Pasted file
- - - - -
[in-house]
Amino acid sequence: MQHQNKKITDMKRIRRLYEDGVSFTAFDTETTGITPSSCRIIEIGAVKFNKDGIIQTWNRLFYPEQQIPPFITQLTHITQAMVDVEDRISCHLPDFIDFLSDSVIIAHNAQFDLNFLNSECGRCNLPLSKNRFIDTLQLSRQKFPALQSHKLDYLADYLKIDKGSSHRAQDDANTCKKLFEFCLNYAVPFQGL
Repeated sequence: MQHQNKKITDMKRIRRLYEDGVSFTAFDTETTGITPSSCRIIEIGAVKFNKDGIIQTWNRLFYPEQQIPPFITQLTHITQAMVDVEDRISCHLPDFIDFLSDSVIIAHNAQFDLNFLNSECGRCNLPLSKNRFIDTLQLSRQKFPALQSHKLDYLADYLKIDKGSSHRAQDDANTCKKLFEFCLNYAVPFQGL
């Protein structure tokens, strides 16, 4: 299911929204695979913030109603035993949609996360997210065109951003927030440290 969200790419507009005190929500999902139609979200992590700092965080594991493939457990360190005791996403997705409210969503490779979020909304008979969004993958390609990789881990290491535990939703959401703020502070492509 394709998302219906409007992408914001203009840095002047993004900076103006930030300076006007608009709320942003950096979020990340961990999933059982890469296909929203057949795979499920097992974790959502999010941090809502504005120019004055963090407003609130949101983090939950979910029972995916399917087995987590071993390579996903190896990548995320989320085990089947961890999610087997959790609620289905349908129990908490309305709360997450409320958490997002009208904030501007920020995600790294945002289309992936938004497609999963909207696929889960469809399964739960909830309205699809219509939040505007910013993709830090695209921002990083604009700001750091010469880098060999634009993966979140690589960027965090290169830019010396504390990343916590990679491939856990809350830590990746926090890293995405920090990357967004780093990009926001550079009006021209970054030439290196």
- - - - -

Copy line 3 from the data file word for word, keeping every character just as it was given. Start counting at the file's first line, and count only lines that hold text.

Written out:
Repeated sequence: MQHQNKKITDMKRIRRLYEDGVSFTAFDTETTGITPSSCRIIEIGAVKFNKDGIIQTWNRLFYPEQQIPPFITQLTHITQAMVDVEDRISCHLPDFIDFLSDSVIIAHNAQFDLNFLNSECGRCNLPLSKNRFIDTLQLSRQKFPALQSHKLDYLADYLKIDKGSSHRAQDDANTCKKLFEFCLNYAVPFQGL